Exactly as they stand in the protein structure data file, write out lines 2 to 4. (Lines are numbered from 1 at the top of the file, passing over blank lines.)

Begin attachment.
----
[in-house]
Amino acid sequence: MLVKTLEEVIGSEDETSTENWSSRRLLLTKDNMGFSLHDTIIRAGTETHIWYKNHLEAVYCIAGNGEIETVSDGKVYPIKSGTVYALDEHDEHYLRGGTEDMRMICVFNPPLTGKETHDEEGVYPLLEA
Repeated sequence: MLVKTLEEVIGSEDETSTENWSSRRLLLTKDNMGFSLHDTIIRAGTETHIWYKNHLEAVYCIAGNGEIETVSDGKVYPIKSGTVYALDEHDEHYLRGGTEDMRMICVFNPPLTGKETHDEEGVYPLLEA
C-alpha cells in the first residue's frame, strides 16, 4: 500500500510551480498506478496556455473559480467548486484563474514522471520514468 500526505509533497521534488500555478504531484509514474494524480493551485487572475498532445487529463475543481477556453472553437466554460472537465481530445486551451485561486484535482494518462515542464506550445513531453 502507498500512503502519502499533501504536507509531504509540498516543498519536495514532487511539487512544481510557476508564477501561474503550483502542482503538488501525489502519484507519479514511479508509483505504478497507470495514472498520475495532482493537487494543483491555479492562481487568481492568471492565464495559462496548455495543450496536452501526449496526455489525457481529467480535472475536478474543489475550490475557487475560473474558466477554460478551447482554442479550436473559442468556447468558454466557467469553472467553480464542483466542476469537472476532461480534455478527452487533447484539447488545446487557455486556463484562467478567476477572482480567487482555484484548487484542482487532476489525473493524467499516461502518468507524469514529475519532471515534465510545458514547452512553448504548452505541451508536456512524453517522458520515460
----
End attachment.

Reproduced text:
Amino acid sequence: MLVKTLEEVIGSEDETSTENWSSRRLLLTKDNMGFSLHDTIIRAGTETHIWYKNHLEAVYCIAGNGEIETVSDGKVYPIKSGTVYALDEHDEHYLRGGTEDMRMICVFNPPLTGKETHDEEGVYPLLEA
Repeated sequence: MLVKTLEEVIGSEDETSTENWSSRRLLLTKDNMGFSLHDTIIRAGTETHIWYKNHLEAVYCIAGNGEIETVSDGKVYPIKSGTVYALDEHDEHYLRGGTEDMRMICVFNPPLTGKETHDEEGVYPLLEA
C-alpha cells in the first residue's frame, strides 16, 4: 500500500510551480498506478496556455473559480467548486484563474514522471520514468 500526505509533497521534488500555478504531484509514474494524480493551485487572475498532445487529463475543481477556453472553437466554460472537465481530445486551451485561486484535482494518462515542464506550445513531453 502507498500512503502519502499533501504536507509531504509540498516543498519536495514532487511539487512544481510557476508564477501561474503550483502542482503538488501525489502519484507519479514511479508509483505504478497507470495514472498520475495532482493537487494543483491555479492562481487568481492568471492565464495559462496548455495543450496536452501526449496526455489525457481529467480535472475536478474543489475550490475557487475560473474558466477554460478551447482554442479550436473559442468556447468558454466557467469553472467553480464542483466542476469537472476532461480534455478527452487533447484539447488545446487557455486556463484562467478567476477572482480567487482555484484548487484542482487532476489525473493524467499516461502518468507524469514529475519532471515534465510545458514547452512553448504548452505541451508536456512524453517522458520515460